Executive Profile: Kelsey Hulse of Strategies 360

by Natasha Ashenhurst

If asked, Kelsey Hulse would tell you her success, personally and professionally, is because of two character traits. “Relentless persistence and optimism,” she said.

Hulse, a government affairs specialist, studied philosophy in college. She says it was a helpful starting point for a vibrant and varied career. Straight out of school, she went to work in marketing and business development. She moved to Olympia when she decided to shift and work in fund development for nonprofits.
She started at the Thurston County Food Bank and then The Evergreen State College.

It was after a run for political office in 2016 that Hulse made a more significant transition.
“I shifted to government affairs work because of its impact on people and their quality of life. That’s when I started working as a government affairs representative,” she said. She spent five years working at Puget Sound Energy helping advance clean energy at municipal and state levels, as well as with tribal governments.

In October 2022, Hulse made another change and started a new chapter at Strategies 360. Strategies 360 is one of the country’s leading strategic positioning firms. With offices in 13 western states, Washington, DC and Vancouver, B.C. they are experts in public relations, strategic communications, polling and research, government relations, marketing, and advertising. They work across every industry and issue area. Headquartered in Seattle, Strategies 360 (S360) has an Olympia office with three full-time employees and one intern.

At S360’s Olympia practice, Hulse continues her work in government affairs. Because the Washington State Legislature is in session, her days start early and run late. “Our primary focus for the next 99 days is serving our lobbying clients,” she said. She loves that no two days are the same. “I love creative problem-solving and staying in touch with clients,” she said. “Every day, new bills are introduced, and new things are coming into play. The ever-changing news cycle can cause everything to change. You have to be nimble.”

The 2023 session is in-person after two years of virtual sessions due to COVID. Hulse sees lasting changes brought by the pandemic, and many are positive. “One of the things that has changed is accessibility. Before COVID, we’d see folks drive over from Eastern Washington and may only have 30 seconds to address a committee. Now there is a remote testimony option. Also, you can sign in pro or con on a bill and make your voice heard. We see this at the city and county levels as well. It makes the whole process a lot more accessible,” she said.

Hulse also sees the COVID silver lining around what she calls the ‘artifice in the corporate environment.’ She explains, “We’ve seen inside each other’s homes. We see each other’s pets and kids. I hope it helps us connect differently and not take ourselves too seriously. It injected real life into the work we do every day.”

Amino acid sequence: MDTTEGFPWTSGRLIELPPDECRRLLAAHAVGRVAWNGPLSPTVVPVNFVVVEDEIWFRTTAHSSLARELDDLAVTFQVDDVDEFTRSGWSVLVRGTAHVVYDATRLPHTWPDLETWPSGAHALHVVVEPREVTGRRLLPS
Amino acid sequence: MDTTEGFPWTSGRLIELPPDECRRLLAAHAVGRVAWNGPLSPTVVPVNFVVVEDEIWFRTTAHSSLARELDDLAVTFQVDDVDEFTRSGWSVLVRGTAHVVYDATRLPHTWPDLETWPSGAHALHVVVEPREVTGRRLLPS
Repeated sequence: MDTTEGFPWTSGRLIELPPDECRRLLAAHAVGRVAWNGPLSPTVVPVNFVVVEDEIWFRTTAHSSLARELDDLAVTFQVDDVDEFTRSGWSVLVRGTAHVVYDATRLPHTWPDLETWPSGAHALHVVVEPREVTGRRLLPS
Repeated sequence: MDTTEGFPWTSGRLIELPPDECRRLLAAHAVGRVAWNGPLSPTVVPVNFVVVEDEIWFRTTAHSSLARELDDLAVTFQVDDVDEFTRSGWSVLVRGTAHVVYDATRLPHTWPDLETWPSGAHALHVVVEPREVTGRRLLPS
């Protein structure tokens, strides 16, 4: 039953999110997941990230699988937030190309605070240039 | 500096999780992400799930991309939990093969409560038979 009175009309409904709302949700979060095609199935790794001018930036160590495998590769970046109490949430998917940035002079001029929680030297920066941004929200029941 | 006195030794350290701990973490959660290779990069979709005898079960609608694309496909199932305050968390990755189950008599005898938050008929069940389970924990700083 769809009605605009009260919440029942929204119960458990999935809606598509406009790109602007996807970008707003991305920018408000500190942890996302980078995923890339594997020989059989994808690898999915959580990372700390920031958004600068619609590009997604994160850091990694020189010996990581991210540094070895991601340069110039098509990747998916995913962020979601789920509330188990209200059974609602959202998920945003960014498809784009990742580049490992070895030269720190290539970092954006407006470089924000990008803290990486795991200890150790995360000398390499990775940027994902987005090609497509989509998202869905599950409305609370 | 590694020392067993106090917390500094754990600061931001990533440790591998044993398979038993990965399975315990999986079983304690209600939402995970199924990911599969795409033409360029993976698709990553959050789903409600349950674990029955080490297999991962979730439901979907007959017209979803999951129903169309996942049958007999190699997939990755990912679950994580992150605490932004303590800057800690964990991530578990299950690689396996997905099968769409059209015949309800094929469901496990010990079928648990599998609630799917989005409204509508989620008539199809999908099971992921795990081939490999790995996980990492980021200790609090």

Changing perceptions is a large part of what Hulse enjoys doing. “No matter if you are working in public affairs, strategic communications or need to fund a capital campaign, the big picture work is the same—create a plan, craft a message and connect it with the people who need to hear it. I enjoy being a lobbyist. I see myself as an educator,” she said. “We tend to assume everyone thinks how we do, but the reality is that the legislator you may be addressing may not know your barriers, ideas or situation. They won’t know unless you tell them.”

And when she’s not reading bills and meeting with legislators? “My hobbies are all related to food. I love to cook, pickle and ferment. My partner, Paul, is the Head Brewer at Well 80. When we travel, we seek out great restaurants or breweries,” she said. “We’re lucky to live in Thurston County where we have local makers and producers, farmers markets and a food hub.”

When asked for advice to share with others who want to be change-makers, she said to just keep going. Spend time reaching out to elected officials. Talk to them about what’s going on. “Relentless persistence is my greatest tool. Folks are busy trying to work on a lot of issues. Keep checking in. Make the information you are sharing easy to digest. You also need to be optimistic. It is easy to fall victim to cynicism. But just because something hasn’t happened yet doesn’t mean it won’t. Optimism is the key to success.”

Categories: ,

Other News

Upcoming Events

Picture your ad here!

Picture your ad here

Both rectangle and banner ad spaces are available for members. Download our sizes and pricing sheet for more information by clicking the button below.